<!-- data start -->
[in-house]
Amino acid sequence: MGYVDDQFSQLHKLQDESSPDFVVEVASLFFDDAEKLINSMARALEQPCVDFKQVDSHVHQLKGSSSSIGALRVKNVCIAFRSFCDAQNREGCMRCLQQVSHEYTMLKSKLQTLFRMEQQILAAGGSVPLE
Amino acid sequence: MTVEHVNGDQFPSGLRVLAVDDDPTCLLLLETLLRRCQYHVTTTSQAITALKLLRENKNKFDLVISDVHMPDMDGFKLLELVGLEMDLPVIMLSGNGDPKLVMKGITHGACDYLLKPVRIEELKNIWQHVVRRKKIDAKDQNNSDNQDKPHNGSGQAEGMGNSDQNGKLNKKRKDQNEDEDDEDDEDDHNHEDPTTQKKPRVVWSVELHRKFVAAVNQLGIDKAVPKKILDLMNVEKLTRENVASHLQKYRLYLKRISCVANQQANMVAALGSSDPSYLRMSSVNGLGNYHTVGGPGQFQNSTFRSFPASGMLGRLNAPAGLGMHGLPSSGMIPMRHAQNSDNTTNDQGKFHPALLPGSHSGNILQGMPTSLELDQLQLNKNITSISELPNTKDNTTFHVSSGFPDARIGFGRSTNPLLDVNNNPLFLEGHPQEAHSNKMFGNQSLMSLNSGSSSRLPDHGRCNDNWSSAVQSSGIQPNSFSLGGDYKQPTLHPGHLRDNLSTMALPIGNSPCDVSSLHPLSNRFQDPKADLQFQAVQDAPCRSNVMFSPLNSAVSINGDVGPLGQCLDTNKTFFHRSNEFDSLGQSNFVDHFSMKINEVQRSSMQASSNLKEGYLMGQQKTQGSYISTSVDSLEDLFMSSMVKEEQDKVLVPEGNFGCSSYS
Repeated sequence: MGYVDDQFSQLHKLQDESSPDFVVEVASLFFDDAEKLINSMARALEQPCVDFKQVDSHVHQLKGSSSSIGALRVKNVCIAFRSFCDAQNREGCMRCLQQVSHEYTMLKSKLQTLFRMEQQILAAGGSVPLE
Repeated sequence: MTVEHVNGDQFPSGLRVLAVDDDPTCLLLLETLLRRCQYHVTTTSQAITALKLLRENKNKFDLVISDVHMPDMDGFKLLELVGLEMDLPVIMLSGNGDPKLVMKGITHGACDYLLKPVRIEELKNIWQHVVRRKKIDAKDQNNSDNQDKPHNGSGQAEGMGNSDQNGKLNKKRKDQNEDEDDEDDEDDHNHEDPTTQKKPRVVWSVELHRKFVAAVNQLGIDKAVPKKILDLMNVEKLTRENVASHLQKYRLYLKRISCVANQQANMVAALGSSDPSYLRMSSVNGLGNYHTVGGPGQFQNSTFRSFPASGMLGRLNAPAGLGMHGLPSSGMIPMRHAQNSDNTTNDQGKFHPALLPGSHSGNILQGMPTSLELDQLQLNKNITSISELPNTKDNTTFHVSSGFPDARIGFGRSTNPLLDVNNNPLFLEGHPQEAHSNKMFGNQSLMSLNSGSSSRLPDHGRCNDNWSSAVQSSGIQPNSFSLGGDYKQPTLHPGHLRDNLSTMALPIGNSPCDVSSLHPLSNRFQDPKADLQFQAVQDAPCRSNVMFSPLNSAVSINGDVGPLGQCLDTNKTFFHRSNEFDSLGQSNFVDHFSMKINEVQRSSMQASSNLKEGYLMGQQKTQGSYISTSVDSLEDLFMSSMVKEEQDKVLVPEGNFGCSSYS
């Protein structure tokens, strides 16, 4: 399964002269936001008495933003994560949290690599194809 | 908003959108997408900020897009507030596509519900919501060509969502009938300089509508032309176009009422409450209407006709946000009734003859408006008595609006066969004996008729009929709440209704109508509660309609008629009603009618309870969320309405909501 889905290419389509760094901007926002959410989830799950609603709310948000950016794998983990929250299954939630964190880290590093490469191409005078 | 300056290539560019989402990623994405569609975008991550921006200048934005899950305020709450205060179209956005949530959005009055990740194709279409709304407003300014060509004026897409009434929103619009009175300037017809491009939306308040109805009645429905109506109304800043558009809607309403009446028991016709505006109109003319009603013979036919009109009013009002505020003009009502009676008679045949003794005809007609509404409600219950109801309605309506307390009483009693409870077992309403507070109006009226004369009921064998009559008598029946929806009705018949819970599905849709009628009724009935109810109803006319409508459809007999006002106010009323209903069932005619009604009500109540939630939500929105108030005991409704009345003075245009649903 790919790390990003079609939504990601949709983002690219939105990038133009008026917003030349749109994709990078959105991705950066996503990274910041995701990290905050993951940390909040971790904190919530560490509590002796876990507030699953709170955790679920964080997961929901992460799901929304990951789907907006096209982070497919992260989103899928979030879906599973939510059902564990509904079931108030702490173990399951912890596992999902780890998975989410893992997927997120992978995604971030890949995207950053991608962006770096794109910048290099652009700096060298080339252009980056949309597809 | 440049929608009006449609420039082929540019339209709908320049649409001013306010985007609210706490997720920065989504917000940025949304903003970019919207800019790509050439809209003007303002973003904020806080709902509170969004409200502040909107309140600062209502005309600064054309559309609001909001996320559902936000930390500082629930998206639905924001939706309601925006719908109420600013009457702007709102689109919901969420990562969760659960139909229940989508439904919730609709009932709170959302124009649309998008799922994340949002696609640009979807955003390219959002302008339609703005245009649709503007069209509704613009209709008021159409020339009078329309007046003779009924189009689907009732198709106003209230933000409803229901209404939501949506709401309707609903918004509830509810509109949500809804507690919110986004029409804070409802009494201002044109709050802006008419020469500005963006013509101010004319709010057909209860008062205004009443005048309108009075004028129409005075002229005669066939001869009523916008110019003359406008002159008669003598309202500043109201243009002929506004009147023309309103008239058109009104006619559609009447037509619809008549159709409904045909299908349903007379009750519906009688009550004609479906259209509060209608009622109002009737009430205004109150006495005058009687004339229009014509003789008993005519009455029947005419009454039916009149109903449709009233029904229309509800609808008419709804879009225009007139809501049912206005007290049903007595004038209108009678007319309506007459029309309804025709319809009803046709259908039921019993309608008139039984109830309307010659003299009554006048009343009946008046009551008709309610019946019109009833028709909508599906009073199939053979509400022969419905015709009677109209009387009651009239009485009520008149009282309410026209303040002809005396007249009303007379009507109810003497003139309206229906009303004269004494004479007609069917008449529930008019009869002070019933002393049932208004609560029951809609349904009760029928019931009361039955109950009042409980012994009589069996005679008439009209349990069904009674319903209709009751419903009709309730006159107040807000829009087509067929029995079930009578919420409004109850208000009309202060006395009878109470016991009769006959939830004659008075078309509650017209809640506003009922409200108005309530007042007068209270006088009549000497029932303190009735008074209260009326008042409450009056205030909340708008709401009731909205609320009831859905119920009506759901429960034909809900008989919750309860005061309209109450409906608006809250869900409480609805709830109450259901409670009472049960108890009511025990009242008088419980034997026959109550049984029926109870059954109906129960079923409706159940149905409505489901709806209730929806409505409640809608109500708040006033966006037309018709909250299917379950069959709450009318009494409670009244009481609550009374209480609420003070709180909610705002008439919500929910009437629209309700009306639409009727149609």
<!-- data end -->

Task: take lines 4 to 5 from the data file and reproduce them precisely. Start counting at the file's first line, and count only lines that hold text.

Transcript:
Repeated sequence: MGYVDDQFSQLHKLQDESSPDFVVEVASLFFDDAEKLINSMARALEQPCVDFKQVDSHVHQLKGSSSSIGALRVKNVCIAFRSFCDAQNREGCMRCLQQVSHEYTMLKSKLQTLFRMEQQILAAGGSVPLE
Repeated sequence: MTVEHVNGDQFPSGLRVLAVDDDPTCLLLLETLLRRCQYHVTTTSQAITALKLLRENKNKFDLVISDVHMPDMDGFKLLELVGLEMDLPVIMLSGNGDPKLVMKGITHGACDYLLKPVRIEELKNIWQHVVRRKKIDAKDQNNSDNQDKPHNGSGQAEGMGNSDQNGKLNKKRKDQNEDEDDEDDEDDHNHEDPTTQKKPRVVWSVELHRKFVAAVNQLGIDKAVPKKILDLMNVEKLTRENVASHLQKYRLYLKRISCVANQQANMVAALGSSDPSYLRMSSVNGLGNYHTVGGPGQFQNSTFRSFPASGMLGRLNAPAGLGMHGLPSSGMIPMRHAQNSDNTTNDQGKFHPALLPGSHSGNILQGMPTSLELDQLQLNKNITSISELPNTKDNTTFHVSSGFPDARIGFGRSTNPLLDVNNNPLFLEGHPQEAHSNKMFGNQSLMSLNSGSSSRLPDHGRCNDNWSSAVQSSGIQPNSFSLGGDYKQPTLHPGHLRDNLSTMALPIGNSPCDVSSLHPLSNRFQDPKADLQFQAVQDAPCRSNVMFSPLNSAVSINGDVGPLGQCLDTNKTFFHRSNEFDSLGQSNFVDHFSMKINEVQRSSMQASSNLKEGYLMGQQKTQGSYISTSVDSLEDLFMSSMVKEEQDKVLVPEGNFGCSSYS